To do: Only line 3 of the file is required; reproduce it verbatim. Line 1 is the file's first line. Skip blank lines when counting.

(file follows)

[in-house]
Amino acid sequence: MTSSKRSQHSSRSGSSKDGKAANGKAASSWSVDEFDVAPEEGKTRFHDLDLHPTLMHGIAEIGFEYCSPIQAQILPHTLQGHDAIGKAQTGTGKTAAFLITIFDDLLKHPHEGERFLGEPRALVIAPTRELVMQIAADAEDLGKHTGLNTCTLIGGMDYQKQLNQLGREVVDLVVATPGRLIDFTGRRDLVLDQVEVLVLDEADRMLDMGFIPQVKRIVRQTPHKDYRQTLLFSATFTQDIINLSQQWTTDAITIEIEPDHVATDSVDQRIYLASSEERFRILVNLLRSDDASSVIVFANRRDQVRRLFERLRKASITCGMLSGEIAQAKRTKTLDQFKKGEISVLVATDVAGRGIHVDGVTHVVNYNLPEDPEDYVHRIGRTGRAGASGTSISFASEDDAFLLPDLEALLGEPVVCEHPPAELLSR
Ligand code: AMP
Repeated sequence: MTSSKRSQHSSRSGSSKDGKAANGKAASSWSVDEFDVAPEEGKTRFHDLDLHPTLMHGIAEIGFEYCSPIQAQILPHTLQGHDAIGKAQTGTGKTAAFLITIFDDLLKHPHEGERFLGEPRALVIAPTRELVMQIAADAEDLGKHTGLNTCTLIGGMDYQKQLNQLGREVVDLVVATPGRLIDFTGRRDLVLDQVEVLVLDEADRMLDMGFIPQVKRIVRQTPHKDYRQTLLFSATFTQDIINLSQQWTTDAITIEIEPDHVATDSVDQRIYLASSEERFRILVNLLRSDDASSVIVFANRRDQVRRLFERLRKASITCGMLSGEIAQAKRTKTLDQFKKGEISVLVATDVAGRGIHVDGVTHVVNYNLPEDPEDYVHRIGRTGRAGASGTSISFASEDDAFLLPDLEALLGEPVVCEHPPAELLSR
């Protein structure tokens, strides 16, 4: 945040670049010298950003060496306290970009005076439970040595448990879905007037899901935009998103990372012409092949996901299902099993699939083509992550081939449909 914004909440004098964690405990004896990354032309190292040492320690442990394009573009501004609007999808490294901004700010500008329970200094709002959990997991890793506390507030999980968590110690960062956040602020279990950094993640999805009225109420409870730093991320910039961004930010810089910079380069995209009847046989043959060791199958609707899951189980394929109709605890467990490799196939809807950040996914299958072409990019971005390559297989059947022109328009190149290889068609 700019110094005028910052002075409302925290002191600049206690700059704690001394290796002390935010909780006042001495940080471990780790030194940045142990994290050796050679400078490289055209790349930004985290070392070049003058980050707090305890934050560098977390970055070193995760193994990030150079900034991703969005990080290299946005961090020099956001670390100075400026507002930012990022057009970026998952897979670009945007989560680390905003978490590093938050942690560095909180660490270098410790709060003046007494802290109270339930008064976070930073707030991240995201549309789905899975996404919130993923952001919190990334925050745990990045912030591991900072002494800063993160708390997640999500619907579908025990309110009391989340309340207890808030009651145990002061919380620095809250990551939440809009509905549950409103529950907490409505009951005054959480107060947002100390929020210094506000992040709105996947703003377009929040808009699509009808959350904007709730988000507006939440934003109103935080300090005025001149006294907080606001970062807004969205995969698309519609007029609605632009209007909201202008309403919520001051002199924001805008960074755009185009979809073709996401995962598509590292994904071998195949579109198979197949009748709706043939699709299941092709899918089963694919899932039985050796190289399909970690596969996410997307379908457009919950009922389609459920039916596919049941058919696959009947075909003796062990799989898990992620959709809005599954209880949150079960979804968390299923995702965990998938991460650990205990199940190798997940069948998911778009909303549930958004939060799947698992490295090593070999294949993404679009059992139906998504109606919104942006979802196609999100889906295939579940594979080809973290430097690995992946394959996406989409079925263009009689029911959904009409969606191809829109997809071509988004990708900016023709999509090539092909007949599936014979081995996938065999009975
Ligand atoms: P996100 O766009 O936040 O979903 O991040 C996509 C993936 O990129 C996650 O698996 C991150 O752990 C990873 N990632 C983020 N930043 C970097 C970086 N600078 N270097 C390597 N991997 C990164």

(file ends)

Ligand code: AMP